I have heard that if there will exist backwards time travel in some reasonable form in the future, presumably they would send the technology back so that we have it earlier. Since we don't have it, presumably we will never discover this technology. Is this true?

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    Speculating about distant future is a rather futile exercise. "Presumably they would send the technology back", based on what? Our avid desire to have it? Some projection of what we would do? We have no idea what "they" will be thinking, or whether "they" will even be interested in time travel were it possible. – Conifold Mar 23 '20 at 3:57
  • @Conifold I think you're right that there needs to be some presumptions in a rigorous response, and that's true for most philosophy. I think we're free to lay down the rules we want to use, and this structure allows our "speculation" to not be futile but rather a philosophical argument. – personjerry Mar 23 '20 at 5:05
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    How do you know they would have sent it back to a time before now? There's also the weird physics of things like Closed timelike curves and the Novikov self-consistency principle. It's not clear if the latter actually applies, or if the former is physically possible; but it leads to interesting possibilities for time travel having to maintain self-consistency. – JMac Mar 23 '20 at 13:37
  • Such a question assumes that the future and the past exist in some real, objective sense. – Nick Mar 23 '20 at 21:31
  • We try to avoid users freely laying down the rules on this site and then having opinion based discussions. This is a Q&A site, not a forum. It is expected that the poster lays down the rules or refers to published philosophical literature that does so. The problem in this case is that it is hard to find a basis for mind reading our distant descendants beyond users' personal opinions. – Conifold Mar 24 '20 at 0:05

I think it is useful to stop thinking about time as a quantity. Time is simply cause-effect relationships. Yes, time slows down in a mathematical way as you approach speed of light, but this can be explained by a slowing of the physics giving rise to cause-effect relationships.

Try this out: time

  • Doctor Who probably isn't the best authority! – CriglCragl Mar 23 '20 at 18:59

We can be sure we don't have a full picture of how time works. In relativity, time is a dimension, and space-time behaves in a way that the dimensions interpenetrate and transform one to the other. In quantum mechanics time is treated as universal and absolute. Thermodynamics gives rise to the arrow of time, and time irreversability - both relativity and quantum mechanics are time-symmetric and events are reversible. Various attempts are being made to approach this problem directly like the purification principle, or through quantum gravity approaches like spin networks in loop quantum gravity.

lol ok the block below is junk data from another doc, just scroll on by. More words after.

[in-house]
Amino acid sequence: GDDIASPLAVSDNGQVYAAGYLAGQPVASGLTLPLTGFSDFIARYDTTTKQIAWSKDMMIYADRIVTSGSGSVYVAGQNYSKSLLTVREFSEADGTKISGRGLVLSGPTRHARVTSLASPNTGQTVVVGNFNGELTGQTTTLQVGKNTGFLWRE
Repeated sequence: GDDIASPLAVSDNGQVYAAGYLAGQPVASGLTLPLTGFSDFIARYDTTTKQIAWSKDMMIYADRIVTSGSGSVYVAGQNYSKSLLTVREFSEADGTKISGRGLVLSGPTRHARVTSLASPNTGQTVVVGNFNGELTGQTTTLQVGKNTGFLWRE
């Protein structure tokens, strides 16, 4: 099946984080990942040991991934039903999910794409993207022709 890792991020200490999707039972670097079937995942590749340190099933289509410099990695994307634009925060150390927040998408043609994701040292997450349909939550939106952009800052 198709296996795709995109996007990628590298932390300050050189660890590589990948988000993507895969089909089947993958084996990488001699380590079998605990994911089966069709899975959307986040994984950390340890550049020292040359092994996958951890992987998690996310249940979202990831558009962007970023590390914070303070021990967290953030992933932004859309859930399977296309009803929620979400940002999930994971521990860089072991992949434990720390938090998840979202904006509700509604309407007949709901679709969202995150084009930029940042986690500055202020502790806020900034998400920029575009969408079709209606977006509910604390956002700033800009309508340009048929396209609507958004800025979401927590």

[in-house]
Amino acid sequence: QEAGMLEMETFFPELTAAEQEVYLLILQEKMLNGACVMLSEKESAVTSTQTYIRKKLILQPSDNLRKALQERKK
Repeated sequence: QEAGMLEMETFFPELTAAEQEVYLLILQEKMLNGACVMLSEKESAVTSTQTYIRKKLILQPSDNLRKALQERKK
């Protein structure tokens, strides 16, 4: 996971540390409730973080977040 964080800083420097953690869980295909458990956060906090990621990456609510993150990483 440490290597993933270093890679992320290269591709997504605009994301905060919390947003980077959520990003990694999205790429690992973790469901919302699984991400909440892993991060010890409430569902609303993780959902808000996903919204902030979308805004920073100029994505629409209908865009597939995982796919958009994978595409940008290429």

Our understanding of time travel is founded in general relativity, and we just don't know how gravity affects quantum system because it is such a weak force on the quantum scale. Relativity seems to show gigantic energies are involved, like the Tipler cylinder, or highly entangled blackholes. Or exotic physics like negative energy, which may be limited to the quantum scale. At the energy involved, our descendents concerns would likely be completely unintelligible to us. It is also conjectured the travel couldn't go to a point before the closed time-like curve was made.

So far nothing explicitly forbids time travel. We can't form any strong conclusions either for or against, because we know our physics isn't complete, and it may just involve giant energies, or be limited to quantum scales.

From string theory, it might be possible to travel into parallel dimensions with different conditions. I don't know of any investigations into this.


This is assuming there are people in the future. Maybe backward time travel is possible, but coronavirus will soon mutate into a form that will eradicate mankind before we can develop the technology.

This implicit premise being unwarranted, the conclusion is not sound.

  • As a side note, I also don't believe backward time travel is possible because the past does not exist in any tangible form. Somewhat like you can't go on the other side of the mirror. – armand Mar 24 '20 at 5:44

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